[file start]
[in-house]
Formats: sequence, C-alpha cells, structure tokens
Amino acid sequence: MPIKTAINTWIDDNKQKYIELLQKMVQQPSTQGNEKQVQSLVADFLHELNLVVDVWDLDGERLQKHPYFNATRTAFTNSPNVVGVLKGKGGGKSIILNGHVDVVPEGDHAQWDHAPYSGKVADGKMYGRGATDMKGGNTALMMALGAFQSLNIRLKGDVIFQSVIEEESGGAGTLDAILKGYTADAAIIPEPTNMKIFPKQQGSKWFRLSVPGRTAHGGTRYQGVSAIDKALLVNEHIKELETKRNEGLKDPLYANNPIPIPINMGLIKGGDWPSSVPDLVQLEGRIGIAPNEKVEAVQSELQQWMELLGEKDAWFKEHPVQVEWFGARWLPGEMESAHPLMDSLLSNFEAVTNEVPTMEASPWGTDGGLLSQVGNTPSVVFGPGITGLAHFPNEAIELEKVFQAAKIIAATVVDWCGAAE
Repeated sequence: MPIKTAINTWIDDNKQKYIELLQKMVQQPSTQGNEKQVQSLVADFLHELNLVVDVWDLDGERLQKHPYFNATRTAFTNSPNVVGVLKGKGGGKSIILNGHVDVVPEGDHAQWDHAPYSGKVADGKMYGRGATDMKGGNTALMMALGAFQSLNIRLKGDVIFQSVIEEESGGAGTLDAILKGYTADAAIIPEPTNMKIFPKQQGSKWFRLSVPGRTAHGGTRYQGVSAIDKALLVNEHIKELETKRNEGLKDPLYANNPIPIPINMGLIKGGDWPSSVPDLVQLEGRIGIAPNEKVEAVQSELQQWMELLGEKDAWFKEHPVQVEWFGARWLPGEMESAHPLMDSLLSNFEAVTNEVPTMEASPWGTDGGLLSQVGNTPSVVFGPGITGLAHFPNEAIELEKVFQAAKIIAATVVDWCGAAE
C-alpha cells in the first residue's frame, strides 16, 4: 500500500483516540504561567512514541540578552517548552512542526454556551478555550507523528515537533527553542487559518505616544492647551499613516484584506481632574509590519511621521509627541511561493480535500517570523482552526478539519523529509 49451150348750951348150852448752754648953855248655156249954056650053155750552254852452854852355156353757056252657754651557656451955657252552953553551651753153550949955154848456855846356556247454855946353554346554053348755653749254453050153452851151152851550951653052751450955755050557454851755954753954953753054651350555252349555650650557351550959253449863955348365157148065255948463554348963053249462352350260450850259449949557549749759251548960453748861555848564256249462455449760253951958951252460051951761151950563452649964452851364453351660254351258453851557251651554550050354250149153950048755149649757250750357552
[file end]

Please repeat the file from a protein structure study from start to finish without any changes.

[in-house]
Formats: sequence, C-alpha cells, structure tokens
Amino acid sequence: MPIKTAINTWIDDNKQKYIELLQKMVQQPSTQGNEKQVQSLVADFLHELNLVVDVWDLDGERLQKHPYFNATRTAFTNSPNVVGVLKGKGGGKSIILNGHVDVVPEGDHAQWDHAPYSGKVADGKMYGRGATDMKGGNTALMMALGAFQSLNIRLKGDVIFQSVIEEESGGAGTLDAILKGYTADAAIIPEPTNMKIFPKQQGSKWFRLSVPGRTAHGGTRYQGVSAIDKALLVNEHIKELETKRNEGLKDPLYANNPIPIPINMGLIKGGDWPSSVPDLVQLEGRIGIAPNEKVEAVQSELQQWMELLGEKDAWFKEHPVQVEWFGARWLPGEMESAHPLMDSLLSNFEAVTNEVPTMEASPWGTDGGLLSQVGNTPSVVFGPGITGLAHFPNEAIELEKVFQAAKIIAATVVDWCGAAE
Repeated sequence: MPIKTAINTWIDDNKQKYIELLQKMVQQPSTQGNEKQVQSLVADFLHELNLVVDVWDLDGERLQKHPYFNATRTAFTNSPNVVGVLKGKGGGKSIILNGHVDVVPEGDHAQWDHAPYSGKVADGKMYGRGATDMKGGNTALMMALGAFQSLNIRLKGDVIFQSVIEEESGGAGTLDAILKGYTADAAIIPEPTNMKIFPKQQGSKWFRLSVPGRTAHGGTRYQGVSAIDKALLVNEHIKELETKRNEGLKDPLYANNPIPIPINMGLIKGGDWPSSVPDLVQLEGRIGIAPNEKVEAVQSELQQWMELLGEKDAWFKEHPVQVEWFGARWLPGEMESAHPLMDSLLSNFEAVTNEVPTMEASPWGTDGGLLSQVGNTPSVVFGPGITGLAHFPNEAIELEKVFQAAKIIAATVVDWCGAAE
C-alpha cells in the first residue's frame, strides 16, 4: 500500500483516540504561567512514541540578552517548552512542526454556551478555550507523528515537533527553542487559518505616544492647551499613516484584506481632574509590519511621521509627541511561493480535500517570523482552526478539519523529509 49451150348750951348150852448752754648953855248655156249954056650053155750552254852452854852355156353757056252657754651557656451955657252552953553551651753153550949955154848456855846356556247454855946353554346554053348755653749254453050153452851151152851550951653052751450955755050557454851755954753954953753054651350555252349555650650557351550959253449863955348365157148065255948463554348963053249462352350260450850259449949557549749759251548960453748861555848564256249462455449760253951958951252460051951761151950563452649964452851364453351660254351258453851557251651554550050354250149153950048755149649757250750357552